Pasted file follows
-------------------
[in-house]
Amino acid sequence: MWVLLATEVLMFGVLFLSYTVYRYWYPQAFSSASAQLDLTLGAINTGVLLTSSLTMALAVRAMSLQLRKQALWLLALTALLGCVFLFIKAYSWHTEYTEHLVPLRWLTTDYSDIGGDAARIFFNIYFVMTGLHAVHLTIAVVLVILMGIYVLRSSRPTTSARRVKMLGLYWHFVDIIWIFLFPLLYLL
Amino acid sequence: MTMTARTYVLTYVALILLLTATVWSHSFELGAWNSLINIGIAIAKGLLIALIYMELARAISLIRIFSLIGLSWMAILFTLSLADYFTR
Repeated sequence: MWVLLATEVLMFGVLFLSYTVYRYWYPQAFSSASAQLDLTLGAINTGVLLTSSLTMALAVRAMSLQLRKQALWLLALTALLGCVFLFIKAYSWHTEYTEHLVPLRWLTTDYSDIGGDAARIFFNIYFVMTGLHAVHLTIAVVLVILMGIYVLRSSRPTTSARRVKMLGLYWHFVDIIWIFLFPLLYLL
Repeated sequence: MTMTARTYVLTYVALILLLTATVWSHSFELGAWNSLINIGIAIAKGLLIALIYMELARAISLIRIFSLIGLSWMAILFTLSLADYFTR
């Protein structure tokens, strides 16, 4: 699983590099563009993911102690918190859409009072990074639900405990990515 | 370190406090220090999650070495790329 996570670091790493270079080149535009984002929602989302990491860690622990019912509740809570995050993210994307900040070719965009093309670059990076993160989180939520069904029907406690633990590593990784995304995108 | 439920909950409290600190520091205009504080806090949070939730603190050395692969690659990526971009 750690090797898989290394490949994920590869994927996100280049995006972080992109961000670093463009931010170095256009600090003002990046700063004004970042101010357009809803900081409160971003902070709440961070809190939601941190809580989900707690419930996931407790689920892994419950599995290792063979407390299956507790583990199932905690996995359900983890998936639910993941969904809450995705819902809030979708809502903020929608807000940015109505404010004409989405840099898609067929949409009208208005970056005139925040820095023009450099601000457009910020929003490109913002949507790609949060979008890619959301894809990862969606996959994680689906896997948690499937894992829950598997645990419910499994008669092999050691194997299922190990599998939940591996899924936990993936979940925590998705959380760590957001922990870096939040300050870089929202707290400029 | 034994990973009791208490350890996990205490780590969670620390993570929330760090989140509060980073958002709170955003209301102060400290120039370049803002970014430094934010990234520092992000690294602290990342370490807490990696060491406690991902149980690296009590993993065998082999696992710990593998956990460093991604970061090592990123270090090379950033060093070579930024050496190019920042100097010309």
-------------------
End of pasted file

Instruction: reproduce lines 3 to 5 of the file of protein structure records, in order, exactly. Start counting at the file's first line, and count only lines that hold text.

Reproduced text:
Amino acid sequence: MTMTARTYVLTYVALILLLTATVWSHSFELGAWNSLINIGIAIAKGLLIALIYMELARAISLIRIFSLIGLSWMAILFTLSLADYFTR
Repeated sequence: MWVLLATEVLMFGVLFLSYTVYRYWYPQAFSSASAQLDLTLGAINTGVLLTSSLTMALAVRAMSLQLRKQALWLLALTALLGCVFLFIKAYSWHTEYTEHLVPLRWLTTDYSDIGGDAARIFFNIYFVMTGLHAVHLTIAVVLVILMGIYVLRSSRPTTSARRVKMLGLYWHFVDIIWIFLFPLLYLL
Repeated sequence: MTMTARTYVLTYVALILLLTATVWSHSFELGAWNSLINIGIAIAKGLLIALIYMELARAISLIRIFSLIGLSWMAILFTLSLADYFTR